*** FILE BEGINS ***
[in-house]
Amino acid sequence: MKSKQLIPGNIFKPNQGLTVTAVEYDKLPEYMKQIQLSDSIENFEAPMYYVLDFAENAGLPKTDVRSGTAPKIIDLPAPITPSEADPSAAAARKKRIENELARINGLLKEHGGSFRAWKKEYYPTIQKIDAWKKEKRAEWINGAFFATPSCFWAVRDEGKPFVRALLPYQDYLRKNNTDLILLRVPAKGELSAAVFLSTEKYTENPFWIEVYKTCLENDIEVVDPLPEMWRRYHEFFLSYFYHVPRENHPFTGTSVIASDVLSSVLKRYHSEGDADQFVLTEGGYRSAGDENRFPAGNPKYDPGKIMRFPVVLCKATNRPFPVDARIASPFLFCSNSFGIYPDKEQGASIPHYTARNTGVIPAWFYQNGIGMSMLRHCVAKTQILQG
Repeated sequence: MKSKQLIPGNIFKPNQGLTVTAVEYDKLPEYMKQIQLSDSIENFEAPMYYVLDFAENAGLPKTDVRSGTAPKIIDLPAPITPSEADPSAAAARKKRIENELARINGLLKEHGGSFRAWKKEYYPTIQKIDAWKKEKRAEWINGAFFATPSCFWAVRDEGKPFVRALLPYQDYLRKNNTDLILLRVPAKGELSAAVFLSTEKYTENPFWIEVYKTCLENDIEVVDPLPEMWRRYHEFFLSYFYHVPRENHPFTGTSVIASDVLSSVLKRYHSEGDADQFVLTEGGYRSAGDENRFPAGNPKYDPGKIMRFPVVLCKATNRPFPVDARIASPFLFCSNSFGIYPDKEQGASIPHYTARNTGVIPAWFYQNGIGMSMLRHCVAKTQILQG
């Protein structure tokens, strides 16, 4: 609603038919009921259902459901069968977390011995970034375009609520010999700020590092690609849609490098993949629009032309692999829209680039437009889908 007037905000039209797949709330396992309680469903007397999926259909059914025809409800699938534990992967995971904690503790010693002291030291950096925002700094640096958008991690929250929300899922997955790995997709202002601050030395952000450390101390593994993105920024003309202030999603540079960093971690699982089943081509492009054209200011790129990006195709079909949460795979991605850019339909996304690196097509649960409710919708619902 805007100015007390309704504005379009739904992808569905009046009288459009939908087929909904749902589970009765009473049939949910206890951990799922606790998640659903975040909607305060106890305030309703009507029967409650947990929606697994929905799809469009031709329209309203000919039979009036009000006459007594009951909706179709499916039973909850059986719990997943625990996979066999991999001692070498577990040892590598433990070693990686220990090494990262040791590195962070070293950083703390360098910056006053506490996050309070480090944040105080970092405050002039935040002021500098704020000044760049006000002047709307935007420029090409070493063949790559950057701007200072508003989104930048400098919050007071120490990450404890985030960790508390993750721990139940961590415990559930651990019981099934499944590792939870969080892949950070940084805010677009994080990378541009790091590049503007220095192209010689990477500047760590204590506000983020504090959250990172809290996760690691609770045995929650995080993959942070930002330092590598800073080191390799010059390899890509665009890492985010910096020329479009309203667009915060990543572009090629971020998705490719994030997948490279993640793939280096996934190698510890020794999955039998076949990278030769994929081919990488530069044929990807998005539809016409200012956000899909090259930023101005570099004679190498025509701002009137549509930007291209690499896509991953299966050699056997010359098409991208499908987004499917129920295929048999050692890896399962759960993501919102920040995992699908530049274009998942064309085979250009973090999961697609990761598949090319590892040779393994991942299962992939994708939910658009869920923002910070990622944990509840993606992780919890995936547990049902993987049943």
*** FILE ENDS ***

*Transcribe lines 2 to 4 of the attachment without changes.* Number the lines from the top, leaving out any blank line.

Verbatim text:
Amino acid sequence: MKSKQLIPGNIFKPNQGLTVTAVEYDKLPEYMKQIQLSDSIENFEAPMYYVLDFAENAGLPKTDVRSGTAPKIIDLPAPITPSEADPSAAAARKKRIENELARINGLLKEHGGSFRAWKKEYYPTIQKIDAWKKEKRAEWINGAFFATPSCFWAVRDEGKPFVRALLPYQDYLRKNNTDLILLRVPAKGELSAAVFLSTEKYTENPFWIEVYKTCLENDIEVVDPLPEMWRRYHEFFLSYFYHVPRENHPFTGTSVIASDVLSSVLKRYHSEGDADQFVLTEGGYRSAGDENRFPAGNPKYDPGKIMRFPVVLCKATNRPFPVDARIASPFLFCSNSFGIYPDKEQGASIPHYTARNTGVIPAWFYQNGIGMSMLRHCVAKTQILQG
Repeated sequence: MKSKQLIPGNIFKPNQGLTVTAVEYDKLPEYMKQIQLSDSIENFEAPMYYVLDFAENAGLPKTDVRSGTAPKIIDLPAPITPSEADPSAAAARKKRIENELARINGLLKEHGGSFRAWKKEYYPTIQKIDAWKKEKRAEWINGAFFATPSCFWAVRDEGKPFVRALLPYQDYLRKNNTDLILLRVPAKGELSAAVFLSTEKYTENPFWIEVYKTCLENDIEVVDPLPEMWRRYHEFFLSYFYHVPRENHPFTGTSVIASDVLSSVLKRYHSEGDADQFVLTEGGYRSAGDENRFPAGNPKYDPGKIMRFPVVLCKATNRPFPVDARIASPFLFCSNSFGIYPDKEQGASIPHYTARNTGVIPAWFYQNGIGMSMLRHCVAKTQILQG
């Protein structure tokens, strides 16, 4: 609603038919009921259902459901069968977390011995970034375009609520010999700020590092690609849609490098993949629009032309692999829209680039437009889908 007037905000039209797949709330396992309680469903007397999926259909059914025809409800699938534990992967995971904690503790010693002291030291950096925002700094640096958008991690929250929300899922997955790995997709202002601050030395952000450390101390593994993105920024003309202030999603540079960093971690699982089943081509492009054209200011790129990006195709079909949460795979991605850019339909996304690196097509649960409710919708619902 805007100015007390309704504005379009739904992808569905009046009288459009939908087929909904749902589970009765009473049939949910206890951990799922606790998640659903975040909607305060106890305030309703009507029967409650947990929606697994929905799809469009031709329209309203000919039979009036009000006459007594009951909706179709499916039973909850059986719990997943625990996979066999991999001692070498577990040892590598433990070693990686220990090494990262040791590195962070070293950083703390360098910056006053506490996050309070480090944040105080970092405050002039935040002021500098704020000044760049006000002047709307935007420029090409070493063949790559950057701007200072508003989104930048400098919050007071120490990450404890985030960790508390993750721990139940961590415990559930651990019981099934499944590792939870969080892949950070940084805010677009994080990378541009790091590049503007220095192209010689990477500047760590204590506000983020504090959250990172809290996760690691609770045995929650995080993959942070930002330092590598800073080191390799010059390899890509665009890492985010910096020329479009309203667009915060990543572009090629971020998705490719994030997948490279993640793939280096996934190698510890020794999955039998076949990278030769994929081919990488530069044929990807998005539809016409200012956000899909090259930023101005570099004679190498025509701002009137549509930007291209690499896509991953299966050699056997010359098409991208499908987004499917129920295929048999050692890896399962759960993501919102920040995992699908530049274009998942064309085979250009973090999961697609990761598949090319590892040779393994991942299962992939994708939910658009869920923002910070990622944990509840993606992780919890995936547990049902993987049943």